The dynamic spatial reconstructor (DSR), an x-ray-computed, tomography-based imaging machine, scans a cyclindrical volume up to 39 cm in transaxial diameter and 21.5 cm in axial height with scan repetition rate up to 60 per second. We applied this technique to three dogs in order to investigate the accuracy with which stomach shape, dimensions, and motility can be measured. Single peristaltic, waves of one dog's stomach filled with air and two other dogs' stomachs filled with different volume of contrast-enhanced semisolid meals (10% Gastrografin) were scanned at 2-s intervals at scan apertures between 0.011- and 1-s duration. On completion of the scan sequence, images of oblique sections perpendicular to the local long axis of the stomach fundus, corpus, and antrum were computed from the DSR scan data. Measurements of differential motion of defined points on the stomach wall surface, propagation velocities, acceleration, and amplitudes of peristalsis as well as gastric volume determinations were made. This approach overcomes problems of superposition and ambiguity inherent in projection imaging. Measurements of the volumes of ingested first meal were accurate to within 1.5% (of the actual volume of solid food introduced into the stomach) using a 0.40-s scan aperture. Wall motion could be detected with an SEE of 1.5 mm (pixel size used was 1.4 mm) using a 0.40-s scan aperture.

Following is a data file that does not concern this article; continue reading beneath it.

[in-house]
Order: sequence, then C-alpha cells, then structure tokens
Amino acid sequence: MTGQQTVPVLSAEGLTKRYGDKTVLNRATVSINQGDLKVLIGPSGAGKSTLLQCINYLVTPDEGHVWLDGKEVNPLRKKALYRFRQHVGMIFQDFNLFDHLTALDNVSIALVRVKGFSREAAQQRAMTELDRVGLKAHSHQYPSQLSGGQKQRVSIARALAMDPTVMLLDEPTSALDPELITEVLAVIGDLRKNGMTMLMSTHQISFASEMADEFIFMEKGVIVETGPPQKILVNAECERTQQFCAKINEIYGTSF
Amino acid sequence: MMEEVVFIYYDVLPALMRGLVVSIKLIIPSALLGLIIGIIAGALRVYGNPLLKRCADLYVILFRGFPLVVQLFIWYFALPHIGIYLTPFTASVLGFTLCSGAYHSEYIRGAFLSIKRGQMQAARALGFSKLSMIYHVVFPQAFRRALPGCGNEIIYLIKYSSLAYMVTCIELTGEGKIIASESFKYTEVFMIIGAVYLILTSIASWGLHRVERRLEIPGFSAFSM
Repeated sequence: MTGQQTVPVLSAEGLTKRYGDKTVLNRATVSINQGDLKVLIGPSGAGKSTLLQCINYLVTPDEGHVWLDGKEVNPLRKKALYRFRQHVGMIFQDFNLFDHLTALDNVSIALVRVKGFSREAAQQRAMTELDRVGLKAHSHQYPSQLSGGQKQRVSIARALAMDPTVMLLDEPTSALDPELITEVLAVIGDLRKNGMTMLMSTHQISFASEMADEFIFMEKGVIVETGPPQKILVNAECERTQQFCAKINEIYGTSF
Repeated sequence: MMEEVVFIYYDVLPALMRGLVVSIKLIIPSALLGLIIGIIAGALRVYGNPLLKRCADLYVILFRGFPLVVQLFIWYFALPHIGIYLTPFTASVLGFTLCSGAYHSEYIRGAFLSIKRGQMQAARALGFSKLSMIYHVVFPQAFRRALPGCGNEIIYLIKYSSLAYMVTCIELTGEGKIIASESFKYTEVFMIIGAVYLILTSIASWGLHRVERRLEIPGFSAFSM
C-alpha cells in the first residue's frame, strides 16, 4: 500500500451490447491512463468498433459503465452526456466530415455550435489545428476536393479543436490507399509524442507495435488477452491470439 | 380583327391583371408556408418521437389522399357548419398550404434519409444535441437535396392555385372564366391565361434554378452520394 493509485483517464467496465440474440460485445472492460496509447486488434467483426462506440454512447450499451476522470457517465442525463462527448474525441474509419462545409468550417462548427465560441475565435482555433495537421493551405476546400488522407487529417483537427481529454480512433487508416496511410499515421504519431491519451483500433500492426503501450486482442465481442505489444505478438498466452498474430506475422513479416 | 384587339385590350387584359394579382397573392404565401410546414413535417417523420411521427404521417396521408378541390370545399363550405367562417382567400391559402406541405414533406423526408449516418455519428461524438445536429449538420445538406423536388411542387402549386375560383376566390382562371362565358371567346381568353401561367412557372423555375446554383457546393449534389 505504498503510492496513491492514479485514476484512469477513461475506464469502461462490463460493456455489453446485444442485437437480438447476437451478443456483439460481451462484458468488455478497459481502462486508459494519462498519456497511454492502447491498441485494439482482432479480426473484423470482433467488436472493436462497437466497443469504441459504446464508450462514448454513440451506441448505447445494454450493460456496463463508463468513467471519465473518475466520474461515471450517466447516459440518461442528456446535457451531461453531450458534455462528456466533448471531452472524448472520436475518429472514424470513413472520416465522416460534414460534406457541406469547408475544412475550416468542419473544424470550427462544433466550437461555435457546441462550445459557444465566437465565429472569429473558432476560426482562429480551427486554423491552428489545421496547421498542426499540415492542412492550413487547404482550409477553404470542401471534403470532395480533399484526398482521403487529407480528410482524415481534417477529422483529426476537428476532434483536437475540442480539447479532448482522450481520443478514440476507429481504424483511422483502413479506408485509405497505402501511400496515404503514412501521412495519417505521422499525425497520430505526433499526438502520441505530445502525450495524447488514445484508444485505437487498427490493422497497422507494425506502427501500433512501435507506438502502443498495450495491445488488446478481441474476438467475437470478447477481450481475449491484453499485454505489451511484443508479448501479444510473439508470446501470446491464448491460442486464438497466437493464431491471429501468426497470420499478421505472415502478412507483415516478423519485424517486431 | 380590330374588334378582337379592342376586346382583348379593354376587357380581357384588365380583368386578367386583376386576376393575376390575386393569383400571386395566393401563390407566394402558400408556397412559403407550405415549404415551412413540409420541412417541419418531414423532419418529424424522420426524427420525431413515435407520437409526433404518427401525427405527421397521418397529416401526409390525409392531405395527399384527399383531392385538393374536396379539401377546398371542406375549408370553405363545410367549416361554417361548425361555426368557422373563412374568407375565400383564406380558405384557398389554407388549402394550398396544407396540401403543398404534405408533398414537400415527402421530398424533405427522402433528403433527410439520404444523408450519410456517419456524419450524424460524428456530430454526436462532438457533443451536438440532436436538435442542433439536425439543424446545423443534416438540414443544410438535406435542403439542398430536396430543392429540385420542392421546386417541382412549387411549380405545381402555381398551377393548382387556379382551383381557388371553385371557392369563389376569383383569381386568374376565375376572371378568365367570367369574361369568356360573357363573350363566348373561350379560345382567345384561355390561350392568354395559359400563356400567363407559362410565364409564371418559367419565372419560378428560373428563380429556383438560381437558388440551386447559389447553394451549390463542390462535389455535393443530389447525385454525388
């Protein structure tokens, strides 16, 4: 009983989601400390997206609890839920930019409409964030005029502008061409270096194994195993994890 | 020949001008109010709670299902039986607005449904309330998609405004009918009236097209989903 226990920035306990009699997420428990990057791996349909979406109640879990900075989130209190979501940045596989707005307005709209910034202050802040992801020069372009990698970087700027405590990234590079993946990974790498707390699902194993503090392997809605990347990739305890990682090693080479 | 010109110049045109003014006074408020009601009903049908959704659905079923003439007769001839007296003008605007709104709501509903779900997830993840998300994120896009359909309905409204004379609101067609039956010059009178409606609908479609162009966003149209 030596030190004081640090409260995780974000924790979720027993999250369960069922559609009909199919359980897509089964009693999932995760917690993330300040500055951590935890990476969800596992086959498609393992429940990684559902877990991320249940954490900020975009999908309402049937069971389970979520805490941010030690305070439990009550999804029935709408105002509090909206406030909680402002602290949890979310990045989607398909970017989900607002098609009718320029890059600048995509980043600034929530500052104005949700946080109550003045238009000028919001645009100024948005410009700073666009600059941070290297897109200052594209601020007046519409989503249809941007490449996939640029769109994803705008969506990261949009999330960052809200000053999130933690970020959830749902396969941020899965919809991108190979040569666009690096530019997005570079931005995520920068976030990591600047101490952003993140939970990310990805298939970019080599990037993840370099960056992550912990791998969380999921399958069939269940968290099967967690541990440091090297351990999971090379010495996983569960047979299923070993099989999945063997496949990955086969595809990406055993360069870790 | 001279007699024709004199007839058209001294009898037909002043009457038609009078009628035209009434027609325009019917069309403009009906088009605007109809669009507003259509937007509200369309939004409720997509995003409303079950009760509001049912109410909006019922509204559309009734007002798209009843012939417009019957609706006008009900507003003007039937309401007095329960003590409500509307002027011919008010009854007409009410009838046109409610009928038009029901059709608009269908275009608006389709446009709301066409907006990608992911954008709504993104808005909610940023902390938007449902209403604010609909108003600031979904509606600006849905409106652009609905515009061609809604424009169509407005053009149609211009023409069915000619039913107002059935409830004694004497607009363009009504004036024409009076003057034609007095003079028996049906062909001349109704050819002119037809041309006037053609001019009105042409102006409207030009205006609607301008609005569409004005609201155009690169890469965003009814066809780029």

|Original language||English (US)|
|Journal||American Journal of Physiology - Gastrointestinal and Liver Physiology|
|State||Published - 1984|
ASJC Scopus subject areas
- Physiology (medical)